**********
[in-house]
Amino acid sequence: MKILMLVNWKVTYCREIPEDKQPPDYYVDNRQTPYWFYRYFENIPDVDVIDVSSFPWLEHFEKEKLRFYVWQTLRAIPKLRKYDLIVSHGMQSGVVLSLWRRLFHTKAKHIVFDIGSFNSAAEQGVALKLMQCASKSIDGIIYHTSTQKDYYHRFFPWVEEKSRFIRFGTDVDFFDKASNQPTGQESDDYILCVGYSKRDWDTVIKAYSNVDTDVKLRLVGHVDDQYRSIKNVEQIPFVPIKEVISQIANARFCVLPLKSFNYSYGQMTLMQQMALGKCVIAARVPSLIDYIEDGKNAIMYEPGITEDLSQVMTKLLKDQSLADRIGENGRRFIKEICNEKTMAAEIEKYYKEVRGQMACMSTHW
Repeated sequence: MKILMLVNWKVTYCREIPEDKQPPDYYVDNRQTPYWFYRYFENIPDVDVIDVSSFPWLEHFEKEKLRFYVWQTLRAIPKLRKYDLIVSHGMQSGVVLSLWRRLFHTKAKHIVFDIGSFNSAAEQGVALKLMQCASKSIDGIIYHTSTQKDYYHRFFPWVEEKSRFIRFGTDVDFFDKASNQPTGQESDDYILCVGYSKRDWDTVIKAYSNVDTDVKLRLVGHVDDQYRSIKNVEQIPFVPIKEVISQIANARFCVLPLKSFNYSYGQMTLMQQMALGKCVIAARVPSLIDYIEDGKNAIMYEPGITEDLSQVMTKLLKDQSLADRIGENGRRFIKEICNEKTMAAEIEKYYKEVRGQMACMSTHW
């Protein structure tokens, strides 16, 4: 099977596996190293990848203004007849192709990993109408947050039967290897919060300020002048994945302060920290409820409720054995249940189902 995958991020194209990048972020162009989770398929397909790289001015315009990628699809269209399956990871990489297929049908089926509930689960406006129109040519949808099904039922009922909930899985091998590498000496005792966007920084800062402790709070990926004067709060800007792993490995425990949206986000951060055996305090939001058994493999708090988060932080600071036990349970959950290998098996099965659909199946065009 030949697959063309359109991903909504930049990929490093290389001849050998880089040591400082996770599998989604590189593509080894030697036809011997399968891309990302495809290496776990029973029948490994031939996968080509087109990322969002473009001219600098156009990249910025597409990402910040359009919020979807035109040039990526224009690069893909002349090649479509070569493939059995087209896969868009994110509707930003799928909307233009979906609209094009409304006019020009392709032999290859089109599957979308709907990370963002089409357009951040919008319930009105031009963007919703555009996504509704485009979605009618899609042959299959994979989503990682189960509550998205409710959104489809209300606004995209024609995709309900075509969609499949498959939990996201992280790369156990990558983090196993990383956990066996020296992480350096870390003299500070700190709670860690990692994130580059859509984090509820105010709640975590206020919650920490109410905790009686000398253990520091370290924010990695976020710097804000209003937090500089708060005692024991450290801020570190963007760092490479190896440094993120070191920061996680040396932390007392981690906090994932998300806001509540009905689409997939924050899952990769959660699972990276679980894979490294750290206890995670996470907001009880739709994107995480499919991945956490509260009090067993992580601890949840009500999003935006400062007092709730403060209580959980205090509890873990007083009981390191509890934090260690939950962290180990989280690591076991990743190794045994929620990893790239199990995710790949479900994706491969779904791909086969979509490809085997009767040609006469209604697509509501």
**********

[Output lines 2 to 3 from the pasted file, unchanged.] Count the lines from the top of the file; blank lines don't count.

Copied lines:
Amino acid sequence: MKILMLVNWKVTYCREIPEDKQPPDYYVDNRQTPYWFYRYFENIPDVDVIDVSSFPWLEHFEKEKLRFYVWQTLRAIPKLRKYDLIVSHGMQSGVVLSLWRRLFHTKAKHIVFDIGSFNSAAEQGVALKLMQCASKSIDGIIYHTSTQKDYYHRFFPWVEEKSRFIRFGTDVDFFDKASNQPTGQESDDYILCVGYSKRDWDTVIKAYSNVDTDVKLRLVGHVDDQYRSIKNVEQIPFVPIKEVISQIANARFCVLPLKSFNYSYGQMTLMQQMALGKCVIAARVPSLIDYIEDGKNAIMYEPGITEDLSQVMTKLLKDQSLADRIGENGRRFIKEICNEKTMAAEIEKYYKEVRGQMACMSTHW
Repeated sequence: MKILMLVNWKVTYCREIPEDKQPPDYYVDNRQTPYWFYRYFENIPDVDVIDVSSFPWLEHFEKEKLRFYVWQTLRAIPKLRKYDLIVSHGMQSGVVLSLWRRLFHTKAKHIVFDIGSFNSAAEQGVALKLMQCASKSIDGIIYHTSTQKDYYHRFFPWVEEKSRFIRFGTDVDFFDKASNQPTGQESDDYILCVGYSKRDWDTVIKAYSNVDTDVKLRLVGHVDDQYRSIKNVEQIPFVPIKEVISQIANARFCVLPLKSFNYSYGQMTLMQQMALGKCVIAARVPSLIDYIEDGKNAIMYEPGITEDLSQVMTKLLKDQSLADRIGENGRRFIKEICNEKTMAAEIEKYYKEVRGQMACMSTHW